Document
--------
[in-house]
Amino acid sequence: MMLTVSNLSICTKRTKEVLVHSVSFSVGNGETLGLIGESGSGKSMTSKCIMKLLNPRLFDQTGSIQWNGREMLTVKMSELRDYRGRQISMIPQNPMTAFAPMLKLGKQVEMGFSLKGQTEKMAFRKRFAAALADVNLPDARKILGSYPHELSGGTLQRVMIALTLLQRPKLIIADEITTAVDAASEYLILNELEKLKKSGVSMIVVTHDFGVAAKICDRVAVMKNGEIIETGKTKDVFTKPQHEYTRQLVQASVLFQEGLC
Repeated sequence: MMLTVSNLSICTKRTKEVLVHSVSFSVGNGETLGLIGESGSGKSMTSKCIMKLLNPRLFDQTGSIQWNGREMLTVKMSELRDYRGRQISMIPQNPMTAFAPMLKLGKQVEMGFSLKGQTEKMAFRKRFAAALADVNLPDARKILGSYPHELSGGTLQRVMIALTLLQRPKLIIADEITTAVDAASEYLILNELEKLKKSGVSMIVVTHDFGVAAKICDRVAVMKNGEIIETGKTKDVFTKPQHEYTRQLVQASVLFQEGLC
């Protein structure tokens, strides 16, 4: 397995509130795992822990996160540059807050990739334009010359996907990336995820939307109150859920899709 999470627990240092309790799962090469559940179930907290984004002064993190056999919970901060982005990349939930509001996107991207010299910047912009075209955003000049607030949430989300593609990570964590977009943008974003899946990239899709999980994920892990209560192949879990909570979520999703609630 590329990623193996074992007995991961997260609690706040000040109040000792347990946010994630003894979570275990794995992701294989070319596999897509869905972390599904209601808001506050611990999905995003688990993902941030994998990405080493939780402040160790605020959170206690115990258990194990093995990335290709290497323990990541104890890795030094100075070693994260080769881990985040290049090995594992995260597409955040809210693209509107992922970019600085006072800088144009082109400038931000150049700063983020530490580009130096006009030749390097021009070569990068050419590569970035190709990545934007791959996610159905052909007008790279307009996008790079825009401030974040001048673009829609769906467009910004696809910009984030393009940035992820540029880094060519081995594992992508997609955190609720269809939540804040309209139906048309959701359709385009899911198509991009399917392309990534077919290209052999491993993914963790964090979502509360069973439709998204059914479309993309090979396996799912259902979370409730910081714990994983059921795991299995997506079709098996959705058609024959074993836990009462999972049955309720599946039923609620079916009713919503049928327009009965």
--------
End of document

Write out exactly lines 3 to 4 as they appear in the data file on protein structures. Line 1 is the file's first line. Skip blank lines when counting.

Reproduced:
Repeated sequence: MMLTVSNLSICTKRTKEVLVHSVSFSVGNGETLGLIGESGSGKSMTSKCIMKLLNPRLFDQTGSIQWNGREMLTVKMSELRDYRGRQISMIPQNPMTAFAPMLKLGKQVEMGFSLKGQTEKMAFRKRFAAALADVNLPDARKILGSYPHELSGGTLQRVMIALTLLQRPKLIIADEITTAVDAASEYLILNELEKLKKSGVSMIVVTHDFGVAAKICDRVAVMKNGEIIETGKTKDVFTKPQHEYTRQLVQASVLFQEGLC
């Protein structure tokens, strides 16, 4: 397995509130795992822990996160540059807050990739334009010359996907990336995820939307109150859920899709 999470627990240092309790799962090469559940179930907290984004002064993190056999919970901060982005990349939930509001996107991207010299910047912009075209955003000049607030949430989300593609990570964590977009943008974003899946990239899709999980994920892990209560192949879990909570979520999703609630 590329990623193996074992007995991961997260609690706040000040109040000792347990946010994630003894979570275990794995992701294989070319596999897509869905972390599904209601808001506050611990999905995003688990993902941030994998990405080493939780402040160790605020959170206690115990258990194990093995990335290709290497323990990541104890890795030094100075070693994260080769881990985040290049090995594992995260597409955040809210693209509107992922970019600085006072800088144009082109400038931000150049700063983020530490580009130096006009030749390097021009070569990068050419590569970035190709990545934007791959996610159905052909007008790279307009996008790079825009401030974040001048673009829609769906467009910004696809910009984030393009940035992820540029880094060519081995594992992508997609955190609720269809939540804040309209139906048309959701359709385009899911198509991009399917392309990534077919290209052999491993993914963790964090979502509360069973439709998204059914479309993309090979396996799912259902979370409730910081714990994983059921795991299995997506079709098996959705058609024959074993836990009462999972049955309720599946039923609620079916009713919503049928327009009965």